Brian posted earlier about the Supreme Court's POM Wonderful decision but I thought readers of the blog might also be interested in the views of my co-author, Dee Pridgen:
POM Wonderful, the makers of pomegranate juice dietary supplement products, scored a big victory in the U S Supreme Court today The Court ruled 7-0 (with Justice Breyer abstaining) that the regulation of juice labeling by the FDA under the Food, Drug and Cosmetic Act did not preempt or preclude a Lanham Act unfair competition suit by POM against Coca-Cola, whose Minute Maid division sells a competing pomegranate juice blend product. The Court concluded that POM can move forward with its Lanham Act case because that statute is complementary to the FDCA, and not conflicting. POM, as a competitor, is contending in the Lanham Act suit, that Coca-Cola’s product labeling is misleading and causes competitive injury to them, on the basis that the Coca-Cola product contained only miniscule amounts of pomegranate juice, and is mostly apple and grape juice. POM Wonderful was itself sued a few years ago by the FTC, who alleged that POM was marketing its products deceptively by claiming that it cured or prevented heart disease, prostate cancer and erectile dysfunction without having adequate substantiation. The FTC case is currently on appeal to the DC Circuit Court. Thus POM can now move forward with its claim that Coca-Cola was trying to unfairly horn in on the market for pomegranate juice products that POM had created based on unsubstantiated claims about the benefits of pomegranate juice. On the other hand, one has to quietly cheer for POM because the Coca-Cola label was breathtakingly misleading itself, at least in terms of the amount of pomegranate juice in the product.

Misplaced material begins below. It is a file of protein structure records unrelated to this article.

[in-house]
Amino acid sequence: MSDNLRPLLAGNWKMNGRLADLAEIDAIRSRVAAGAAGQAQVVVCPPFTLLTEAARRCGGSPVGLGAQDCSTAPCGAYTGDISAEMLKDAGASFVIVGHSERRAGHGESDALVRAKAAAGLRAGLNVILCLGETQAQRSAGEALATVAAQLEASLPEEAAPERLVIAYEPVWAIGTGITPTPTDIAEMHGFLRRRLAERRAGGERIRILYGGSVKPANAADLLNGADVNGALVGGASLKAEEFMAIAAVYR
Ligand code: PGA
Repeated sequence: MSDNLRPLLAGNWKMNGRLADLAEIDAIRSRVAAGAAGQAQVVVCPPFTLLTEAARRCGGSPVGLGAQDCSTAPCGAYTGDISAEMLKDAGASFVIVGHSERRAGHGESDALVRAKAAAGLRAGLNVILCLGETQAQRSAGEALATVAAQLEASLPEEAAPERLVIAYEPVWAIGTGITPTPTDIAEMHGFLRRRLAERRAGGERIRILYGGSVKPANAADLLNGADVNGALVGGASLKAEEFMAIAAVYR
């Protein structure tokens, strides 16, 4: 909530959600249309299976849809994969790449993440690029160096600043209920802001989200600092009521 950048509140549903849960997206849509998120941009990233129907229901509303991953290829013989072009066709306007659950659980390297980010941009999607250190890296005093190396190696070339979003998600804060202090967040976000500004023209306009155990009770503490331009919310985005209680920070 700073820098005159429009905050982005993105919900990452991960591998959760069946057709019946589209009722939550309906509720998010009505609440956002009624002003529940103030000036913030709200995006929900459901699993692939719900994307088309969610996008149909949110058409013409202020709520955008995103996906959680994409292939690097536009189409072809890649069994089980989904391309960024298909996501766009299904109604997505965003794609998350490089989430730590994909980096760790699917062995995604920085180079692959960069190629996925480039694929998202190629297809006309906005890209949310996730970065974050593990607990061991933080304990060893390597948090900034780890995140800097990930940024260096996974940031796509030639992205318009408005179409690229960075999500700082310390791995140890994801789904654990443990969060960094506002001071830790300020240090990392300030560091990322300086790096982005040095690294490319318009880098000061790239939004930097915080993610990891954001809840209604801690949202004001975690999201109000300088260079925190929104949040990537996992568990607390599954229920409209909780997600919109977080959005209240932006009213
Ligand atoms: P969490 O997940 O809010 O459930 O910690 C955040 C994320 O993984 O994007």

Dee Pridgen will be speaking on these two POM cases at the 14th Consumer Issues Conference, FOOD: Perceptions, Practices and Policies, to be held on the campus of the University of Wyoming October 8-10. www.uwyo.edu/cic.